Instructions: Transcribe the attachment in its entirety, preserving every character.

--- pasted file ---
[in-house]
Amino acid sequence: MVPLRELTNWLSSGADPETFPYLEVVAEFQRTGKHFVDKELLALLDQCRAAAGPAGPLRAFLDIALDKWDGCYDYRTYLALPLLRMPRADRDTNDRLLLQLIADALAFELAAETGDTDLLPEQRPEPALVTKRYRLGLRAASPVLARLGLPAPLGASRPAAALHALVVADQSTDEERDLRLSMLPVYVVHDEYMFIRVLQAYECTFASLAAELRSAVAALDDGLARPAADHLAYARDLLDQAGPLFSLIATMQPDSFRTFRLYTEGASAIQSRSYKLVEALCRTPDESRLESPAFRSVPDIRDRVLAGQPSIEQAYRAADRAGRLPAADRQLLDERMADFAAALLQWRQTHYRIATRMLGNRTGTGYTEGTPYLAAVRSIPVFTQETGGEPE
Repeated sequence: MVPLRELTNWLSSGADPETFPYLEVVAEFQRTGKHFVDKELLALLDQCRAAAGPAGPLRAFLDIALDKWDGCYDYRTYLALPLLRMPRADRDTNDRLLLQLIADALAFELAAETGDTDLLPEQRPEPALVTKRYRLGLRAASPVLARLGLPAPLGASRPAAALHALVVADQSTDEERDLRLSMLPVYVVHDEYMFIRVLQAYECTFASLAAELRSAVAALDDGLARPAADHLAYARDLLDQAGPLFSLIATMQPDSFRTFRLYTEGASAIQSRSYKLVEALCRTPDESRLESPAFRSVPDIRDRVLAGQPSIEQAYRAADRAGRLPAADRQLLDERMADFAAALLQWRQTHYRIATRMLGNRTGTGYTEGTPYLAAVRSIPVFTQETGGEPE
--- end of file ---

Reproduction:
[in-house]
Amino acid sequence: MVPLRELTNWLSSGADPETFPYLEVVAEFQRTGKHFVDKELLALLDQCRAAAGPAGPLRAFLDIALDKWDGCYDYRTYLALPLLRMPRADRDTNDRLLLQLIADALAFELAAETGDTDLLPEQRPEPALVTKRYRLGLRAASPVLARLGLPAPLGASRPAAALHALVVADQSTDEERDLRLSMLPVYVVHDEYMFIRVLQAYECTFASLAAELRSAVAALDDGLARPAADHLAYARDLLDQAGPLFSLIATMQPDSFRTFRLYTEGASAIQSRSYKLVEALCRTPDESRLESPAFRSVPDIRDRVLAGQPSIEQAYRAADRAGRLPAADRQLLDERMADFAAALLQWRQTHYRIATRMLGNRTGTGYTEGTPYLAAVRSIPVFTQETGGEPE
Repeated sequence: MVPLRELTNWLSSGADPETFPYLEVVAEFQRTGKHFVDKELLALLDQCRAAAGPAGPLRAFLDIALDKWDGCYDYRTYLALPLLRMPRADRDTNDRLLLQLIADALAFELAAETGDTDLLPEQRPEPALVTKRYRLGLRAASPVLARLGLPAPLGASRPAAALHALVVADQSTDEERDLRLSMLPVYVVHDEYMFIRVLQAYECTFASLAAELRSAVAALDDGLARPAADHLAYARDLLDQAGPLFSLIATMQPDSFRTFRLYTEGASAIQSRSYKLVEALCRTPDESRLESPAFRSVPDIRDRVLAGQPSIEQAYRAADRAGRLPAADRQLLDERMADFAAALLQWRQTHYRIATRMLGNRTGTGYTEGTPYLAAVRSIPVFTQETGGEPE